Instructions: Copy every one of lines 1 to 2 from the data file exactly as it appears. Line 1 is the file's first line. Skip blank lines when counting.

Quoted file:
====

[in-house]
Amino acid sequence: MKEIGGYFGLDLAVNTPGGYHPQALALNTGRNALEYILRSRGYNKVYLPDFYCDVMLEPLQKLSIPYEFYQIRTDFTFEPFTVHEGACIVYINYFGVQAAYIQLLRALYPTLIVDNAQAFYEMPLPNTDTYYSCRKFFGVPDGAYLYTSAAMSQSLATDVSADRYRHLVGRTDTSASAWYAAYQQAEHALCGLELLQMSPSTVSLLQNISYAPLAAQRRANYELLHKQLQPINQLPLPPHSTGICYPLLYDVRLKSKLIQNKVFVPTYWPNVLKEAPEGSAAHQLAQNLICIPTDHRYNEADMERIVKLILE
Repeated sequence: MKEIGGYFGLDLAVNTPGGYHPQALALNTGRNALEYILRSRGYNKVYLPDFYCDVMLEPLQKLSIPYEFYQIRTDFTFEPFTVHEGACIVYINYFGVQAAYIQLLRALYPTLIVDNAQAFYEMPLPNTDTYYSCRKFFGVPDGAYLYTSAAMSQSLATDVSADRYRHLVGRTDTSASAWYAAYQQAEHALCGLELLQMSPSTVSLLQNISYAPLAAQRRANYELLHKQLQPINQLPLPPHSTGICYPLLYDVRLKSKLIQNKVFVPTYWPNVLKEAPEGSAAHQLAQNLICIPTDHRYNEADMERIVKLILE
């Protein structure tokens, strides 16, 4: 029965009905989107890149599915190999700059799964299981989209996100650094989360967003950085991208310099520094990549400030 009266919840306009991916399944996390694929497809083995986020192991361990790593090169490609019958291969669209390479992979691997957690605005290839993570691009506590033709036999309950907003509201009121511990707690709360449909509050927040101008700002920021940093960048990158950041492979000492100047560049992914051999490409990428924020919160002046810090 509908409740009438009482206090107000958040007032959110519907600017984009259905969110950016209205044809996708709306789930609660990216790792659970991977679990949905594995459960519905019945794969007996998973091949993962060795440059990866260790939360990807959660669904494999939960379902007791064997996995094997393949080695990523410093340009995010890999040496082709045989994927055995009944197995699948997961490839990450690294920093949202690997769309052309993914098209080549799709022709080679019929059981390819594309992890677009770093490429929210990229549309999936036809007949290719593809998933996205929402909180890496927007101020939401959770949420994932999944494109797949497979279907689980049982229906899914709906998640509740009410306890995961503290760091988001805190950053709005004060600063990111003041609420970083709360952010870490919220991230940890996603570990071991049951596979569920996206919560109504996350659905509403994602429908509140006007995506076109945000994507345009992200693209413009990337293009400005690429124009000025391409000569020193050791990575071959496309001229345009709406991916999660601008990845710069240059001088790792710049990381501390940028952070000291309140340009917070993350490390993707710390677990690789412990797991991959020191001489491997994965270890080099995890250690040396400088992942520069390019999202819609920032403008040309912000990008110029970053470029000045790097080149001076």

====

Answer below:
[in-house]
Amino acid sequence: MKEIGGYFGLDLAVNTPGGYHPQALALNTGRNALEYILRSRGYNKVYLPDFYCDVMLEPLQKLSIPYEFYQIRTDFTFEPFTVHEGACIVYINYFGVQAAYIQLLRALYPTLIVDNAQAFYEMPLPNTDTYYSCRKFFGVPDGAYLYTSAAMSQSLATDVSADRYRHLVGRTDTSASAWYAAYQQAEHALCGLELLQMSPSTVSLLQNISYAPLAAQRRANYELLHKQLQPINQLPLPPHSTGICYPLLYDVRLKSKLIQNKVFVPTYWPNVLKEAPEGSAAHQLAQNLICIPTDHRYNEADMERIVKLILE